Physics

Time Travel might Work – Yes



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Is time travel theoretically feasible?

In a trivial sense it is clear that time travel is possible – all of us are currently travelling into the future at a rate of one day per day. The real question here is can we change the rate at which we travel in time?

Again the answer is well known to be yes. This was established by Einstein in his formulation of the special theory of relativity in 1905. The young Einstein (not a graduate student, by the way – he graduated in 1900 from the ETH in Zurich) established the theory of time dilation. 

Time dilation predicts that time passes more slowly for an observer in motion than it does for a stationary observer. This prediction has been tested an enormous number of times, and has always proven to be accurate. 

Some of the most precise technology we currently possess, including the GPS system and the Large Hadron Collider, depend fundamentally on the accuracy of the theory of time dilation. 

A clear example is given by observing the decay of muons. A muon can be thought of as a heavy electron, and has a decay time of 2.2 microseconds. To measure the rest frame decay time, muons are stopped in a detection apparatus, and the time before they decay is measured. 

Light travels about 0.4 miles in 2.2 microseconds. Yet muons from cosmic rays, which are generated in the upper atmosphere, are routinely detected at ground level. As muons generated by cosmic rays are born in the upper atmosphere (about 10 miles high), they cannot survive long enough to make it to the surface. Yet they do. 

The answer is that they are moving rapidly enough to experience significant time dilation. The muon velocity required to agree with observations is at least 98% of the speed of light. At this speed, the muons are traveling into the future at a rate of about 5 days per day experienced in their rest frame. 

The same effect applies to humans, of course. At present, there are long term cosmonauts assigned to the International Space Station who have moved a few hundredths of a second into the future compared to their personal experience. 

Time dilation also appears in the general theory of relativity, in that time passes slower for an observer in a stronger gravitational field. That is, time passes slower for those of us on Earth than it would for an astronaut on Mars, where the gravitational pull is considerably weaker. 

This effect has also been measured precisely, although our limited access to gravitational fields of varying strengths currently prevents us from obtaining confirmation as definite as we have for time dilation caused by relative motion. 

So, we clearly have the tested and proven ability to travel into the future at any rate greater than one day per day. At present, however, we do not know how to travel more slowly into the future, or how to travel into the past, or even if these concepts truly make sense in our universe. 

Despite this, considerable serious scientific research has gone into elucidating the concept of unrestricted time travel. 

This research does not lead to a firm conclusion at present. There are spacetimes compatible with general relativity that include closed causal curves, which are a signature of a universe in which time travel into the past is possible.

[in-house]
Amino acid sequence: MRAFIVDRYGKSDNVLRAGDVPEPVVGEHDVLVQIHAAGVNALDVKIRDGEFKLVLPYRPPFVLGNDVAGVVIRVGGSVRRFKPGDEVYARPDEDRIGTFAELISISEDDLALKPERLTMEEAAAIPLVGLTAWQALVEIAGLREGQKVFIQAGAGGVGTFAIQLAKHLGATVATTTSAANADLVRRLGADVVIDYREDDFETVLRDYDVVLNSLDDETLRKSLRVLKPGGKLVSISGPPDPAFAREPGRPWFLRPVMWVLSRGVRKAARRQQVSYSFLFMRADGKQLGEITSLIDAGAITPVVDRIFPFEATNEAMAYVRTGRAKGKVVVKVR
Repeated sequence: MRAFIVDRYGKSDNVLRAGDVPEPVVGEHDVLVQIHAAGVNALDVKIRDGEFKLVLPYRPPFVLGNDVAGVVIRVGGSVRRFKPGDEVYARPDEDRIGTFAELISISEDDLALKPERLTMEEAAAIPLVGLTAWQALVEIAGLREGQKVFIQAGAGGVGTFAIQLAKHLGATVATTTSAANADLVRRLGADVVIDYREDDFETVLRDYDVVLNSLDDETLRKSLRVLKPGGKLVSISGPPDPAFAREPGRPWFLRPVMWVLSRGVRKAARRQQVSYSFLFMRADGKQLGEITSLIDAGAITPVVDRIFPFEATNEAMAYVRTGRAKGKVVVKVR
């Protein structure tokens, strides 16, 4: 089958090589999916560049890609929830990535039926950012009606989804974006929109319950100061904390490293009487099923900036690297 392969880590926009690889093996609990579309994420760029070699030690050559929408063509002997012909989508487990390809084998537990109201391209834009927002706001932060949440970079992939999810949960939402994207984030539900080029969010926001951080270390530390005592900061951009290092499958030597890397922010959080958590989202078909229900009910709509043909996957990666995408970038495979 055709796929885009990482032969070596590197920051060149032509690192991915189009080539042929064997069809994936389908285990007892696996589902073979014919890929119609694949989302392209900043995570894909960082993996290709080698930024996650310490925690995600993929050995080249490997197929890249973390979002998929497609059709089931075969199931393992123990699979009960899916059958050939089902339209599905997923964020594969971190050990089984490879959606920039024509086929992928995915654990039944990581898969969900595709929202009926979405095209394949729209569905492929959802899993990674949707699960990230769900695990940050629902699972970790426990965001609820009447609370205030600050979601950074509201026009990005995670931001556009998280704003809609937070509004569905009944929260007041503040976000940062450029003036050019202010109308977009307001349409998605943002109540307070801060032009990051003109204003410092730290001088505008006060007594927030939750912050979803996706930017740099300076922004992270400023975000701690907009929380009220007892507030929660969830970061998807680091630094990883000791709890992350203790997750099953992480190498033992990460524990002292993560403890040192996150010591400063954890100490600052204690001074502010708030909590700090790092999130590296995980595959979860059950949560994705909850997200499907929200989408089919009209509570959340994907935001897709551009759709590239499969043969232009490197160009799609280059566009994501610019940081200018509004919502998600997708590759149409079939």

There are models of wormholes which provide a path into the past. The present consensus of theoretical analysis of quantum mechanical models of wormhole time travel suggests that producing inconsistencies is not a possibility. That is, the grandfather paradox (a son going back in time and killing his grandfather) is inconsistent with quantum mechanics. 

It is not clear in the context of general relativity if time travel is allowed while restricting our models to the types of matter and energy with which we are currently familiar. Several possibilities require the existence of matter or energy having negative energy. 

Although there are theoretical possibilities for such types of stress-energy-mass sources, at present these are quite speculative in nature.

Recently there have been general relativistic spacetimes discovered that contain only normal matter and energy, and yet also contain closed causal curves – that allow time travel. These spacetimes are currently attracting a great deal of attention and analysis.

Within the multiverse concept, there is yet another possible meaning for time travel. In this case, in travelling back in time a time traveler would begin a new time track rather than influencing his original time track. 

Roughly speaking, the act of time travel would involve creating another universe. Within the multiverse concept, however, creating another universe does not cost any energy, so this is a possibility.

The big question, however, is what will happen to these theoretical models when a proper quantum theory of gravity is developed. We know a few things about such a theory, and it appears that a spacetime with closed causal curves may turn out to be unstable – that is, that they may automatically change into a spacetime in which such closed curves do not occur. 

This is not yet a firm result – there is much that no one knows about the interaction of quantum mechanics and gravity. 

It is even possible (and probably likely) that our current view of the universe is incomplete not only in detail, but in concept. In that case, all bets are off. Do paradoxes instruct us, or is reality happy with paradox? 

At this point in time, we don’t have the slightest idea. It is possible that time travel is literally impossible. It is also possible that Doctor Who style time travel is possible. 

What is clear is that whole generations of theoretical physicists have been and will continue to be fascinated by the problems and opportunities presented by real time travel.  


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